Sunday, 16 October 2016

FOBTs continue to be problem for society.

FOBTs continue to be problem for society. The crack cocaine of gambling that allow gamblers to stake £100 every 20 seconds; left thousands of people with gambling debts; have reduced bookmakers to unwelcoming high street casinos and changed their character; seen violence in bookmakers as a result of these machines; allowed the industry to reduce staff and leave often young, female staff lone staffing.

I have signed EDM 61 welcoming the formation of the All Party Parliamentary Group on Fixed Odds Betting Terminals (FOBTs).

The BBC Panorama broadcast on Fixed Odds Betting Terminals which aired on Monday 12th September has re-emphasised how strong the association is between pathological gambling and FOBTs - dubbed the “crack cocaine of gambling”.

This is the second time in four years that Panorama have visited this subject and despite the concerns raised in the November 2012 Panorama investigation, “Gambling Nation – undercover in Britain’s bookies” and the widespread media coverage of the issue since, there are now more FOBTs on the high street and more money than ever being lost on them.

There was a recent article in The Times Thunderer comment discussing the importance of lowering the stake on FOBTs and why FOBTs are so dangerous.

Last month, the Daily Mail revealed that Theresa May is backing a full review of FOBTs led by the Department for Culture, Media and Sport. In the same week that the Government intimated a clamp down on gambling adverts on TV, the bookmakers’ own appointed "independent watchdog", the Senet Group, was reprimanded by the Advertising Standards Authority (ASA) for one of its adverts.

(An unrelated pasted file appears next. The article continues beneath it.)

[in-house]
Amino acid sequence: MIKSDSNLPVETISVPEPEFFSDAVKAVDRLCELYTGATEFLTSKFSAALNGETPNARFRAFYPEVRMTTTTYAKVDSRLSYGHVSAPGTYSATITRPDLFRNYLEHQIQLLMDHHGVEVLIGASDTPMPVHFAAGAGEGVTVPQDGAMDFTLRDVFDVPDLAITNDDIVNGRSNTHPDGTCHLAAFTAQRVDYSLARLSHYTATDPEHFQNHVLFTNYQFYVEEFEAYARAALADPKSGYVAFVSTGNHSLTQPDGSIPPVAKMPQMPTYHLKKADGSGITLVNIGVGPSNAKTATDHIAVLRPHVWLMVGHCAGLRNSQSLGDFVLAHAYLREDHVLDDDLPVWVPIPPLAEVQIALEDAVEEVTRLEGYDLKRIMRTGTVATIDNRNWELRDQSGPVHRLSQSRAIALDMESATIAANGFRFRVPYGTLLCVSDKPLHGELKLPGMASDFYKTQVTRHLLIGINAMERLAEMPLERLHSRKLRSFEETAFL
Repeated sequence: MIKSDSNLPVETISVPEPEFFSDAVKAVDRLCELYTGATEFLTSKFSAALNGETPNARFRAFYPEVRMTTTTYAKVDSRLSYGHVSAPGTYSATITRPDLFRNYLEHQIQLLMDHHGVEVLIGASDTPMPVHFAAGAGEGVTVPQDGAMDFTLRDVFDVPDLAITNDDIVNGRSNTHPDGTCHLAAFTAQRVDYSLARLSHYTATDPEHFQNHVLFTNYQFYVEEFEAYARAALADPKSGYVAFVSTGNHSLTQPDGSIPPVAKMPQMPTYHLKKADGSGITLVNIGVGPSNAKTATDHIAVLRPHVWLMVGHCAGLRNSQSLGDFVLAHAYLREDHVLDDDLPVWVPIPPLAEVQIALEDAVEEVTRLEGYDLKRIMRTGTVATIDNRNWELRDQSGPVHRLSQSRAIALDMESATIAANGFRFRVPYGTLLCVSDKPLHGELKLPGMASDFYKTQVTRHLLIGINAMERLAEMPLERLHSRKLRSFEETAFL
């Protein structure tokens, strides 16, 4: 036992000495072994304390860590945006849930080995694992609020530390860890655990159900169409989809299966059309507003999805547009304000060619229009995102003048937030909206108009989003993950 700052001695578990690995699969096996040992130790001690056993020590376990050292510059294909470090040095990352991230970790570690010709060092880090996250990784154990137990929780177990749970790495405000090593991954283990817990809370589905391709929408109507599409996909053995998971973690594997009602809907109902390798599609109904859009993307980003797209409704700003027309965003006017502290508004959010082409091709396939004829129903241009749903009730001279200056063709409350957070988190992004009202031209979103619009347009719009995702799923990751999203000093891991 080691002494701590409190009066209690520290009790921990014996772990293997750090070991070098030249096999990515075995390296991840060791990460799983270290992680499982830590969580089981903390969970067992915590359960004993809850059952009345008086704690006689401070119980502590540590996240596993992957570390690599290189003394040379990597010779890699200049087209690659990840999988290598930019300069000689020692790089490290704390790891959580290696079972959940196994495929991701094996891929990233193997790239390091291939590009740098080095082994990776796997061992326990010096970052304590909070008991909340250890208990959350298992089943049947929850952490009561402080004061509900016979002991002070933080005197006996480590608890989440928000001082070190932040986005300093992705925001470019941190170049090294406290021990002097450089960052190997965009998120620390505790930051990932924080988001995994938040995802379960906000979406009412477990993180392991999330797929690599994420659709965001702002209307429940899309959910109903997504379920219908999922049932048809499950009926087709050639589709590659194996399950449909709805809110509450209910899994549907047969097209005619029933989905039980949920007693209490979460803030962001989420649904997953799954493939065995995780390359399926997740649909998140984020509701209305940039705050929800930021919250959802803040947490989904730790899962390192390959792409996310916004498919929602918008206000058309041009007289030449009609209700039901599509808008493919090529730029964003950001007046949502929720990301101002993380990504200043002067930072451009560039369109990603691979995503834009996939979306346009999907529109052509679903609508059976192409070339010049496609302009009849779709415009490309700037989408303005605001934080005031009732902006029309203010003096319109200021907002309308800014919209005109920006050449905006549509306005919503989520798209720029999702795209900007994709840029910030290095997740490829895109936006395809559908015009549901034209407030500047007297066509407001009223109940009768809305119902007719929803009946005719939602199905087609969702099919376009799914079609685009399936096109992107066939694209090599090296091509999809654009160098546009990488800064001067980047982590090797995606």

The ASA deemed misleading statistics around their responsible gambling messages as "a relatively clear breach" of their standards and without even holding an investigation they instructed the Senet Group not to use the advert again. After being accused of heavy-handed lobbying of Scottish MSPs, the Senet Group is clearly more than just an "independent watchdog" but some MPs have been drawn in by their lobbying tactics.

A letter on FOBTs from Christopher Snowdon of the Institute of Economic Affairs (IEA) has been circulated. The IEA is a far-right pseudo-libertarian think-tank that is funded by parasitic sectors such as tobacco. The IEA’s deceptive analysis of FOBTs is a desperate move to support the bookies and should be ignored.

Based on all the points raised above, the work of the newly formed All Party Parliamentary Group on FOBTs is now clearly critical in helping to resolve this damaging anomaly of the 2005 Gambling Act.